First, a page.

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sg1 poke

No Child Left Behind--feh!

Here's another quiz snurched from CKO. It was cute if overwrought.

The Fairy Princess

You are youthful, cheery, and exuberant with a
sunny disposition and a mischievous sense of
humor. You are very lively and are always up
for a good bit of fun. You have a deep love of
nature and animals.

Role Model: Titania

You are most likely to: Convert a pumpkin into a
useful mode of transportation.

What Kind of Princess are You? - Beautiful Artwork (Original Music is BACK!!!)
brought to you by Quizilla

This post is my quarterly rant about NCLB -- the silliest thing to hit Montgomery County.

My school system has decided to change the way it grades kids into an all or nothing proposition. Now that sounds great on paper--we are going to grade kids only on what they produce measured by county-wide tests on every unit. The lowest grade you can get is a 50 out of 100 which is an F (or E in our county because we don't want to traumatize poor souls). Homework doesn't count only it does. No more consideration of class participation or effort. Sounds fair? It equalizes out the good and bad schools in the county--those with money vs. those without. those with parents who work with their kids and those with immigrant parents who can't due to language or work. BUT, the way it is implemented is just unfair.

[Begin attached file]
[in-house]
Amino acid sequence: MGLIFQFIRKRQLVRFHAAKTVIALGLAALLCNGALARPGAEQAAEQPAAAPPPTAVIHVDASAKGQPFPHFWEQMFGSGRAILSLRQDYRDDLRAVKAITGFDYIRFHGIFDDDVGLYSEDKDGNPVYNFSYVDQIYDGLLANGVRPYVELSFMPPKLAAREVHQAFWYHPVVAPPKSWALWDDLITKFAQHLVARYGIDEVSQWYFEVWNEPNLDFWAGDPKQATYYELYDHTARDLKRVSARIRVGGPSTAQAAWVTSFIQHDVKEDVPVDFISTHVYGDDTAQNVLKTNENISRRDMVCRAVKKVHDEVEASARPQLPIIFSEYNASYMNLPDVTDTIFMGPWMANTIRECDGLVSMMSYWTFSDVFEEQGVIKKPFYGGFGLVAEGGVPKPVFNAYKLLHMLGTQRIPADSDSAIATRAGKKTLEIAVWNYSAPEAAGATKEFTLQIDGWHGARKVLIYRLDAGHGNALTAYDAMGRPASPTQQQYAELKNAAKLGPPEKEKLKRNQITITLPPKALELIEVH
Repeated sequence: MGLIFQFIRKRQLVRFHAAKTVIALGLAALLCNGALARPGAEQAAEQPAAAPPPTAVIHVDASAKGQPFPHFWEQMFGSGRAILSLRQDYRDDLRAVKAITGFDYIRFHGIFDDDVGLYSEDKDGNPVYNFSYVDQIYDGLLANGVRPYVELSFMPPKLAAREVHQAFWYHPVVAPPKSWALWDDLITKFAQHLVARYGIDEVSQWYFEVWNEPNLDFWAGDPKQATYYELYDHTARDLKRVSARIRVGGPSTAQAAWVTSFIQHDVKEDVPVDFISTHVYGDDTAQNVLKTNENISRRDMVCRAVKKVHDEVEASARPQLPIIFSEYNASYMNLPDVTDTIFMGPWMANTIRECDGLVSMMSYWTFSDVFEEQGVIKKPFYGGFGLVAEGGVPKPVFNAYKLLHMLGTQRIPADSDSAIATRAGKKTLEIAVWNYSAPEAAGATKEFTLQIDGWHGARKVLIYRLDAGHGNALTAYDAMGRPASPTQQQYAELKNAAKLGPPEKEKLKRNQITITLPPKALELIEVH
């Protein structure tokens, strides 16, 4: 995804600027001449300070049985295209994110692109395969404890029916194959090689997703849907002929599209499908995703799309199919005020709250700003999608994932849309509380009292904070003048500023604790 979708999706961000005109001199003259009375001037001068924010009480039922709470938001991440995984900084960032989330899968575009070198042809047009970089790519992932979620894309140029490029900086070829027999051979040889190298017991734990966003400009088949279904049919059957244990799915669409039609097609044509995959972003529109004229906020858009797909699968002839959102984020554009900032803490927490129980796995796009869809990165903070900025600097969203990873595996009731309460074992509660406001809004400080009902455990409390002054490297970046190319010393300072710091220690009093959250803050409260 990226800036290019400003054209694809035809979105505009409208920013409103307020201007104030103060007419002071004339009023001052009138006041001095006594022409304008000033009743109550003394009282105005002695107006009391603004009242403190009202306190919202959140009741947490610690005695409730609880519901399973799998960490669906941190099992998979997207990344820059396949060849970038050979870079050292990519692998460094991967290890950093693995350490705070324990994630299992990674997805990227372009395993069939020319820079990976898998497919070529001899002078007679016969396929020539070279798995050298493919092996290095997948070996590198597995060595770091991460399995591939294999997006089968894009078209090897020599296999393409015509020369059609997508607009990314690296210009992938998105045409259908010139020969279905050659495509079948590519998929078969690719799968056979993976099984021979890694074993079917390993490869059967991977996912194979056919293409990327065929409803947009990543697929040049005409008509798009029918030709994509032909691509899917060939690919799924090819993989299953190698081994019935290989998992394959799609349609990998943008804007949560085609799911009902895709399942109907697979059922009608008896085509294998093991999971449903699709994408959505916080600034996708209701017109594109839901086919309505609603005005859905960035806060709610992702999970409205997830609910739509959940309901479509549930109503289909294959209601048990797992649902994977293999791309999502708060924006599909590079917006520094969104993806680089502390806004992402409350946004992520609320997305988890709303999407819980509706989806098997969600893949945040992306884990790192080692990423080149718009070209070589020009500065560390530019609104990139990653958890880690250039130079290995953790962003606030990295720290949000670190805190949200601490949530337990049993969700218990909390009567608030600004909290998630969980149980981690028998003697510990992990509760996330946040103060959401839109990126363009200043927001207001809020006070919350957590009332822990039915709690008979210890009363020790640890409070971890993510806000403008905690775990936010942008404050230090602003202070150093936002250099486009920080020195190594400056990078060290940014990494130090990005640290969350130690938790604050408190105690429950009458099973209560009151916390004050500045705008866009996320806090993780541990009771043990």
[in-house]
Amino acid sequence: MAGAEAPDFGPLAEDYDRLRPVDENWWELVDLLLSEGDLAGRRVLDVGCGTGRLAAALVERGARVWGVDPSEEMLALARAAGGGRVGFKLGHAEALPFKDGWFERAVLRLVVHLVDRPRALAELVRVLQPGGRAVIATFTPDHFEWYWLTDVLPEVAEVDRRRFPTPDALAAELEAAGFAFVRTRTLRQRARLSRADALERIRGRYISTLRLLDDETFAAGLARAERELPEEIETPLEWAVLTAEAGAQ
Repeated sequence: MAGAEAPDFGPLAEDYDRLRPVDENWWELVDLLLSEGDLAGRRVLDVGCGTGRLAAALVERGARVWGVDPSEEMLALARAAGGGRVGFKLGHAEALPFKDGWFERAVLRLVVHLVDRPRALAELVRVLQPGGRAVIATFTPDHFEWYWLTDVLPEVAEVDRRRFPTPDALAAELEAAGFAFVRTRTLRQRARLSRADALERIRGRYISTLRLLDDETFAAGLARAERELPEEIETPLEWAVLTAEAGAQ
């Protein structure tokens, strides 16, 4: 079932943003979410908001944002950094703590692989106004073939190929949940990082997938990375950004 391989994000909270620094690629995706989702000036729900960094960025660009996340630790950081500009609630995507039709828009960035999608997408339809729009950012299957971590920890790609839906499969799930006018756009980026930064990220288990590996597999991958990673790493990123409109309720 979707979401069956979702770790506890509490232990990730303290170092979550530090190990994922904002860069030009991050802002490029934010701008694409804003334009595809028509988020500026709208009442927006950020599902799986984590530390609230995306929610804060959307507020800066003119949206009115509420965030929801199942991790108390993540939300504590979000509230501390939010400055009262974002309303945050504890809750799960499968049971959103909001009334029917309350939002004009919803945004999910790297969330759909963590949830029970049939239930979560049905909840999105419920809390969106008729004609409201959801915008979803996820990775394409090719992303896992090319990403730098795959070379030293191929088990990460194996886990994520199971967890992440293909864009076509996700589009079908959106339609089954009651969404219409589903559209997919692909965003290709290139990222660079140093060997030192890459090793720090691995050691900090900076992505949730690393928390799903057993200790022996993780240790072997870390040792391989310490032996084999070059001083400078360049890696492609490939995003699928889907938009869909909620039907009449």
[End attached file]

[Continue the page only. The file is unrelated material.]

There is no more weighting of grades. So those homework grades are practically equivalent of quiz grades. A child is not measured overtly because the teachers are no longer allowed to add points for children who show they know the work through oral presentation but might be having trouble with organization skills thus failing to turn in work or realize that they have to make up work they miss through absences. Yes, I'm speaking of my children. There is no leaway for a new middle schooler in GT classes who hasn't gotten the knack of organizing herself--you flunk if you don't turn in work--period. So now daughter is afraid to ask for help.